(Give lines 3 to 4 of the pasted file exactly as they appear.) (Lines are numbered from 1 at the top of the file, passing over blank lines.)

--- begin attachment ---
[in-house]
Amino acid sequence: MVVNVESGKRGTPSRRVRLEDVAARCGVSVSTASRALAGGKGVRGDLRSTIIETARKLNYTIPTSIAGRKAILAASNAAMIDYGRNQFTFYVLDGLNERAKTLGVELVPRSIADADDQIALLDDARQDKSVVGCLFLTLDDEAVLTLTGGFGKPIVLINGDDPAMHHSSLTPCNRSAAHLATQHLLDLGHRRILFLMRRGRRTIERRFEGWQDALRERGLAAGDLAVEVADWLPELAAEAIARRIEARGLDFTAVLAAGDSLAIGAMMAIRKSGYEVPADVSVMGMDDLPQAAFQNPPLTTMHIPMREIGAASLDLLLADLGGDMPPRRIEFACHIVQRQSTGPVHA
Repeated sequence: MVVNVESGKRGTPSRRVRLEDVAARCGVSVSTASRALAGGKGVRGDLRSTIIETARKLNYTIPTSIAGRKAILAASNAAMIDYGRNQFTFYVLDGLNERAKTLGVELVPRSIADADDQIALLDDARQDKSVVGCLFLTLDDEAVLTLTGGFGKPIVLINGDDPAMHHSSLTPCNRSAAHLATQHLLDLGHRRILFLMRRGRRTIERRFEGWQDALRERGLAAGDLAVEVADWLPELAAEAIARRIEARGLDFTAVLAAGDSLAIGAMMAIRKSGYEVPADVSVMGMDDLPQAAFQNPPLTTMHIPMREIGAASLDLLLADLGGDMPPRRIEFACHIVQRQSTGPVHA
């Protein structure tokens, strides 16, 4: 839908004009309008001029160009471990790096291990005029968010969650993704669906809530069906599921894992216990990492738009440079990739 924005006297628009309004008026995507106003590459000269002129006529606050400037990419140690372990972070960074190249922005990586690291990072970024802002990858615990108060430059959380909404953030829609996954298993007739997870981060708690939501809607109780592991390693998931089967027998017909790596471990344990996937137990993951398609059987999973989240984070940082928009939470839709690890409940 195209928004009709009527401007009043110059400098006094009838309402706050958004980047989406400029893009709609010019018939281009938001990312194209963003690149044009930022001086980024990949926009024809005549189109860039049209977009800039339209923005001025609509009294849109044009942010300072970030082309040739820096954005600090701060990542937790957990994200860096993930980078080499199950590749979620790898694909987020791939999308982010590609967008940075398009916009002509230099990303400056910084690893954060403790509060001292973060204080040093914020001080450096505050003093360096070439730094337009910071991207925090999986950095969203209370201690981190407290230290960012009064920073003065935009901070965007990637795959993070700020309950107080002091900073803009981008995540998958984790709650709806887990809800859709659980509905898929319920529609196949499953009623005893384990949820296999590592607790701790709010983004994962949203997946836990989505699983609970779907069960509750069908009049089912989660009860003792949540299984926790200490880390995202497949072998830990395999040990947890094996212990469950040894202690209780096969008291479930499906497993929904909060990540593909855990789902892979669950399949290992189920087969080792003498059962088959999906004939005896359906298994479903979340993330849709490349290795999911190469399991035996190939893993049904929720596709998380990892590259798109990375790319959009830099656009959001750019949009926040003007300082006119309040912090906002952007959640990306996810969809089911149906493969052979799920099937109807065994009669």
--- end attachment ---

Repeated sequence: MVVNVESGKRGTPSRRVRLEDVAARCGVSVSTASRALAGGKGVRGDLRSTIIETARKLNYTIPTSIAGRKAILAASNAAMIDYGRNQFTFYVLDGLNERAKTLGVELVPRSIADADDQIALLDDARQDKSVVGCLFLTLDDEAVLTLTGGFGKPIVLINGDDPAMHHSSLTPCNRSAAHLATQHLLDLGHRRILFLMRRGRRTIERRFEGWQDALRERGLAAGDLAVEVADWLPELAAEAIARRIEARGLDFTAVLAAGDSLAIGAMMAIRKSGYEVPADVSVMGMDDLPQAAFQNPPLTTMHIPMREIGAASLDLLLADLGGDMPPRRIEFACHIVQRQSTGPVHA
């Protein structure tokens, strides 16, 4: 839908004009309008001029160009471990790096291990005029968010969650993704669906809530069906599921894992216990990492738009440079990739 924005006297628009309004008026995507106003590459000269002129006529606050400037990419140690372990972070960074190249922005990586690291990072970024802002990858615990108060430059959380909404953030829609996954298993007739997870981060708690939501809607109780592991390693998931089967027998017909790596471990344990996937137990993951398609059987999973989240984070940082928009939470839709690890409940 195209928004009709009527401007009043110059400098006094009838309402706050958004980047989406400029893009709609010019018939281009938001990312194209963003690149044009930022001086980024990949926009024809005549189109860039049209977009800039339209923005001025609509009294849109044009942010300072970030082309040739820096954005600090701060990542937790957990994200860096993930980078080499199950590749979620790898694909987020791939999308982010590609967008940075398009916009002509230099990303400056910084690893954060403790509060001292973060204080040093914020001080450096505050003093360096070439730094337009910071991207925090999986950095969203209370201690981190407290230290960012009064920073003065935009901070965007990637795959993070700020309950107080002091900073803009981008995540998958984790709650709806887990809800859709659980509905898929319920529609196949499953009623005893384990949820296999590592607790701790709010983004994962949203997946836990989505699983609970779907069960509750069908009049089912989660009860003792949540299984926790200490880390995202497949072998830990395999040990947890094996212990469950040894202690209780096969008291479930499906497993929904909060990540593909855990789902892979669950399949290992189920087969080792003498059962088959999906004939005896359906298994479903979340993330849709490349290795999911190469399991035996190939893993049904929720596709998380990892590259798109990375790319959009830099656009959001750019949009926040003007300082006119309040912090906002952007959640990306996810969809089911149906493969052979799920099937109807065994009669």